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Ill Fares the Land 1st Edition
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Top Customer Reviews
A deeply moving work that is fundamentally optimistic and practical. Should be read by every citizen.
Because ultimately, we love our parks. We love having access to affordable, clean drinking water. And transit. And streets and streetlights. And schools. Is that "socialism," or do we simply use that label in order to avoid engaging in real discourse? We've withdrawn, given up, accepted the idea that our elected leaders are "all the same" and as a result, we've lost something. Read the book to find out what that "something" is and how you can take it back.
Best political book I've ever read.
In straight forward, clear writing, Judt outlines the growing inequities between the rich and the poor in the United States and the failure of the ecomomic philosophy of the past 30 years. During this time the United States has become the most income stratified of the major industrial societies with the highest crime rates and the highest percentage of incarceration.
With devastating analysis Judt documents this growing inequality: The CEO of Walmart earns 900 times the wages of the average employee. The wealth of the Wal-Mart founders' family - $90 billion is equivalent to the combined bottom 40% of the US population: 120 million people.
"Ill Fares..." should be required reading for everyone.
Hugh McIsaac, Santa Cruz
Judt, a fine historian and professor at NYU, is dying of Lou Gehrig's disease. This short book, "Ill Fares the Land," can be read as his last will and testament, the single most important message that he wants to leave with those two countries, the one in which he was born and the other in which he has come to live.
The weakness of the book is that he does not address the great questions why the United Kingdom turned away from social democracy a generation ago, and why --- as the dramatic struggle over health care reform recently demonstrated --- a great many Americans have never accepted the idea.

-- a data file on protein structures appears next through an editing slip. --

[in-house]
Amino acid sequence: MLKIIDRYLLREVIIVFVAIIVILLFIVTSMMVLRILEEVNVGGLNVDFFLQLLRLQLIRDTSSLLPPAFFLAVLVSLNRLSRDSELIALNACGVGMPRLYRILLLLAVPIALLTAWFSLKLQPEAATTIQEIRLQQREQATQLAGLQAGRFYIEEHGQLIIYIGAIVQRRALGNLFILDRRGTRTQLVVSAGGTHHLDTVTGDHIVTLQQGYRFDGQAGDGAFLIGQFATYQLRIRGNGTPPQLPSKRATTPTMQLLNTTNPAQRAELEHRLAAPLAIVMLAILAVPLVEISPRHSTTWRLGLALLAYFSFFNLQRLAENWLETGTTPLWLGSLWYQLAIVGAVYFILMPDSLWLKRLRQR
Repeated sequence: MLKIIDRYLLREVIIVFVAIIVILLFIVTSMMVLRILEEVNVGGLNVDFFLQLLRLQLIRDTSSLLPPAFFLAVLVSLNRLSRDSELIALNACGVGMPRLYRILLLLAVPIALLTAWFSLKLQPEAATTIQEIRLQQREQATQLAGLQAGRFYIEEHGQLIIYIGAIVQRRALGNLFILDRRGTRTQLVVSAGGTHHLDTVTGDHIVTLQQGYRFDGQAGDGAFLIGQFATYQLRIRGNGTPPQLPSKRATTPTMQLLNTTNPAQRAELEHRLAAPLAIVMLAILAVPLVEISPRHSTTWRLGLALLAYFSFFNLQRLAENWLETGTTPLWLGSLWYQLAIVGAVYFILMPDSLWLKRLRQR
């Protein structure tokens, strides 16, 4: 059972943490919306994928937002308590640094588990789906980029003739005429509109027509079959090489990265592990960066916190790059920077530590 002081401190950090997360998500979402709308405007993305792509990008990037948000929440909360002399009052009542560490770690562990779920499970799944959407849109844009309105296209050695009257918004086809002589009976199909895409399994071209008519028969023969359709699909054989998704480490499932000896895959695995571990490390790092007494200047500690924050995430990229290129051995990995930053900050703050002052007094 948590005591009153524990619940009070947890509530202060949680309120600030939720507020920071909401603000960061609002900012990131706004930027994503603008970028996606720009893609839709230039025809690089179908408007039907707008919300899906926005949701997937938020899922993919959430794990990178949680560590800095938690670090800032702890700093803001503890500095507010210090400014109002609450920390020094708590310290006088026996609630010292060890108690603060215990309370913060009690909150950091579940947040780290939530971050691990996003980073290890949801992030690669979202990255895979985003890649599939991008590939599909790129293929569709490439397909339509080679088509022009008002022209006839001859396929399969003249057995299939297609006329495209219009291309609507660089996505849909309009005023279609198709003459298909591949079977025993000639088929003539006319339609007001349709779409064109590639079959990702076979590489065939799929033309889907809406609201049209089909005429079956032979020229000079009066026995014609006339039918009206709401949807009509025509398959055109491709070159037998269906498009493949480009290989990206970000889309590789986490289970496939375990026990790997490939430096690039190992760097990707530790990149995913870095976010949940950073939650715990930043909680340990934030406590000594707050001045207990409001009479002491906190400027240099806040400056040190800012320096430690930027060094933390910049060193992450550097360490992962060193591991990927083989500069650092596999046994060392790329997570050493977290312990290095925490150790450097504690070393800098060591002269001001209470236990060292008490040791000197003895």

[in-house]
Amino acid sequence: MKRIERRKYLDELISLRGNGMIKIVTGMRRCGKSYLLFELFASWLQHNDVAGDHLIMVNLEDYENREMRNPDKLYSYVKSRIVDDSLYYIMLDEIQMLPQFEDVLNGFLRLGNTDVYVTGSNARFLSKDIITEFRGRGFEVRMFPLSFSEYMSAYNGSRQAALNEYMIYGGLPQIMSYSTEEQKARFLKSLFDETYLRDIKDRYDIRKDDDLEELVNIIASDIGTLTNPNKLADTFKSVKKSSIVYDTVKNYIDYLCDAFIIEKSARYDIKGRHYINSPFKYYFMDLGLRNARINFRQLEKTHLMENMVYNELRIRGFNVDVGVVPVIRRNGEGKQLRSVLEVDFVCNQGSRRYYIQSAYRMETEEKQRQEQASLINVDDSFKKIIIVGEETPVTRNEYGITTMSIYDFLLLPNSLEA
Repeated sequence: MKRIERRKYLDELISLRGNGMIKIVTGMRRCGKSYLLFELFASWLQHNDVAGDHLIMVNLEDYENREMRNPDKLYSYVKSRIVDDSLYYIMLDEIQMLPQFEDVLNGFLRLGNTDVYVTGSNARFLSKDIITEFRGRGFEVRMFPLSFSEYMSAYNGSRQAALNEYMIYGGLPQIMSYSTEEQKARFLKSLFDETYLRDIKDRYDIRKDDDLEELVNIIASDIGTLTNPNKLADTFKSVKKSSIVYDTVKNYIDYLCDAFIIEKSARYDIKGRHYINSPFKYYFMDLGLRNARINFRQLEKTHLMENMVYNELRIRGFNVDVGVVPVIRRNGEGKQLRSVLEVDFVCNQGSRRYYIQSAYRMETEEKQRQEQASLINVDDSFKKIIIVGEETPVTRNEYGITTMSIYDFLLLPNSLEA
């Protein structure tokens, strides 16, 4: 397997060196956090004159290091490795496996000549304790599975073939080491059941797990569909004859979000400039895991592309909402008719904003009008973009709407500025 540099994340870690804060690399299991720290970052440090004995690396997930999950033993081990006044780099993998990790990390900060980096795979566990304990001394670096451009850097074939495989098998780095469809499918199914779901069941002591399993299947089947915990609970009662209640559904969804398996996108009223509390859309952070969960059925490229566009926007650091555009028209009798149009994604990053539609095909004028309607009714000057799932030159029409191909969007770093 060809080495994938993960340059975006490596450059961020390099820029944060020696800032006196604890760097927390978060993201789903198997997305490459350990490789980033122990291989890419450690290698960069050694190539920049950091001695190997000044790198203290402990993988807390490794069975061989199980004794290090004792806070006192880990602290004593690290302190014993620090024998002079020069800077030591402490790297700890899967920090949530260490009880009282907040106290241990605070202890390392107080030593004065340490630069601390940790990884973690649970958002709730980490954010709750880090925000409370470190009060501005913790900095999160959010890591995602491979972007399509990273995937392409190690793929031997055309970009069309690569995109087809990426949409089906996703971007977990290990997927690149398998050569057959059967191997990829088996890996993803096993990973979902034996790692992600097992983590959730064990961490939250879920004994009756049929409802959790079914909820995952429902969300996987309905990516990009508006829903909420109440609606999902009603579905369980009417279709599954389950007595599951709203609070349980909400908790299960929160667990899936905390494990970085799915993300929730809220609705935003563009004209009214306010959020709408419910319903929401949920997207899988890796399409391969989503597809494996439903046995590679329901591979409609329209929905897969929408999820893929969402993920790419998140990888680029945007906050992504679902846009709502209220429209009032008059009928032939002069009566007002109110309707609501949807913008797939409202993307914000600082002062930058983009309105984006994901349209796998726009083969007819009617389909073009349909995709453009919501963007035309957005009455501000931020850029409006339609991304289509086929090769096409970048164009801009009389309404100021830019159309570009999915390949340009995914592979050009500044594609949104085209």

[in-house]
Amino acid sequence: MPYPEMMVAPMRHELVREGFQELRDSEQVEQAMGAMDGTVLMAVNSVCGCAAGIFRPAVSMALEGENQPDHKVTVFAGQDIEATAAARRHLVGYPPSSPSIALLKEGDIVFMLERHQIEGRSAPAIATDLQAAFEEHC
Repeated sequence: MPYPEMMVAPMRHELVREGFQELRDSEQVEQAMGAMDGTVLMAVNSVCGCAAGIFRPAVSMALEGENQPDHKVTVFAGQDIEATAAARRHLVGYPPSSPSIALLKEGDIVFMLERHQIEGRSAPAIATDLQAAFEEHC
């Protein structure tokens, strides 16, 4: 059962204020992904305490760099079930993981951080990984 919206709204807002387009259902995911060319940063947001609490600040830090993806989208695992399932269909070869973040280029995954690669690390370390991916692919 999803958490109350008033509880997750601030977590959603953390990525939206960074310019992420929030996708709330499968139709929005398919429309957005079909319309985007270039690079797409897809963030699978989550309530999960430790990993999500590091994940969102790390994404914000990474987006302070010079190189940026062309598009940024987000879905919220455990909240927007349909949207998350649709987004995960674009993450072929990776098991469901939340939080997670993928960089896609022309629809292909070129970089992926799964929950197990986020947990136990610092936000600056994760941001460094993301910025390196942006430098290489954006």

And yet, for any reader who thinks about the future of the two countries and suspects that growing inequality is corroding our values, this book will be a valuable contribution to the debate. Incidentally, Judt summarized the book's main argument in an article he published in the April 29 issue of the New York Review of Books.
Most Recent Customer Reviews
Tony Judt was at his best--and his best is magnificent--when he wrote this book. I have bought it for myself and for others as well.Published 8 months ago by Margaret N. Flynn
This is my second book by the late Prof. Judt. My first was his memoir. This one makes a case that "Social Democracy" as a form of national government is a good thing, and is NOT... Read morePublished 13 months ago by William E. Adams
The late D. Judt had an unflinching view of the Western World and our role in the world theater. While some of his reflections are cause for despair, his conclusions are mainly... Read morePublished 18 months ago by Lori Frederick
Tony Judt is an early conscience of our society regarding such as the imbalance between rich and poor, for example. Read morePublished 18 months ago by Phillip Skaga
Tony Judt is one of the foremost Capital L-Liberals of our time. This book is a passionate declaration of his social-democratic ideals. Read morePublished 18 months ago by Athelbert Z. Athelstan
Brilliant book. Shows the absolute need for social awareness and how our current economic policies contributes to self interest and lack of empathy for other members of society.Published 19 months ago by Christina C.